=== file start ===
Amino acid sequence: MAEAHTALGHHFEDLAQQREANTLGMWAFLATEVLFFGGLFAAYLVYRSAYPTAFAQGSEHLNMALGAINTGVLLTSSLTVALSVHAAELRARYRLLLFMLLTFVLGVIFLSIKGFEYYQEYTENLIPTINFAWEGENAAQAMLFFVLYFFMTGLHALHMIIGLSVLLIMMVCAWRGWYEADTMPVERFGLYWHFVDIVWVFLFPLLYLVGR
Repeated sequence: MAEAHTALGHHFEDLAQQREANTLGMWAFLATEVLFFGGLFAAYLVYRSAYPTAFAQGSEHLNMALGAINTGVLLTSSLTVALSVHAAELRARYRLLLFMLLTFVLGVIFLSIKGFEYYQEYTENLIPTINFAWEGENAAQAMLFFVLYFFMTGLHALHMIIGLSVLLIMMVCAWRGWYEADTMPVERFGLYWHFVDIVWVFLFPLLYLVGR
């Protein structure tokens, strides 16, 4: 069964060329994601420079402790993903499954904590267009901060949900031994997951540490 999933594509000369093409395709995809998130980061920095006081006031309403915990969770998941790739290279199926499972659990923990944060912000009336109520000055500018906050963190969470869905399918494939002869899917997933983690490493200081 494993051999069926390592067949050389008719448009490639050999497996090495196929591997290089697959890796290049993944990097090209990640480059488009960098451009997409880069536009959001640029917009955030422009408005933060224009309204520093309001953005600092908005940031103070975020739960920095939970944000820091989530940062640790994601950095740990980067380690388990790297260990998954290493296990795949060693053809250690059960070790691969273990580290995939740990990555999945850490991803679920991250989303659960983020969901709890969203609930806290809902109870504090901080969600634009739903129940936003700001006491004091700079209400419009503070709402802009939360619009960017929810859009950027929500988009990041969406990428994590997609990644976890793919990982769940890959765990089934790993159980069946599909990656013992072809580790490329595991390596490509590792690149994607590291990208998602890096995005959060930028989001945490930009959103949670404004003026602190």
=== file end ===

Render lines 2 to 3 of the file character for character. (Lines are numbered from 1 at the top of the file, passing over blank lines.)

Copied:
Repeated sequence: MAEAHTALGHHFEDLAQQREANTLGMWAFLATEVLFFGGLFAAYLVYRSAYPTAFAQGSEHLNMALGAINTGVLLTSSLTVALSVHAAELRARYRLLLFMLLTFVLGVIFLSIKGFEYYQEYTENLIPTINFAWEGENAAQAMLFFVLYFFMTGLHALHMIIGLSVLLIMMVCAWRGWYEADTMPVERFGLYWHFVDIVWVFLFPLLYLVGR
């Protein structure tokens, strides 16, 4: 069964060329994601420079402790993903499954904590267009901060949900031994997951540490 999933594509000369093409395709995809998130980061920095006081006031309403915990969770998941790739290279199926499972659990923990944060912000009336109520000055500018906050963190969470869905399918494939002869899917997933983690490493200081 494993051999069926390592067949050389008719448009490639050999497996090495196929591997290089697959890796290049993944990097090209990640480059488009960098451009997409880069536009959001640029917009955030422009408005933060224009309204520093309001953005600092908005940031103070975020739960920095939970944000820091989530940062640790994601950095740990980067380690388990790297260990998954290493296990795949060693053809250690059960070790691969273990580290995939740990990555999945850490991803679920991250989303659960983020969901709890969203609930806290809902109870504090901080969600634009739903129940936003700001006491004091700079209400419009503070709402802009939360619009960017929810859009950027929500988009990041969406990428994590997609990644976890793919990982769940890959765990089934790993159980069946599909990656013992072809580790490329595991390596490509590792690149994607590291990208998602890096995005959060930028989001945490930009959103949670404004003026602190």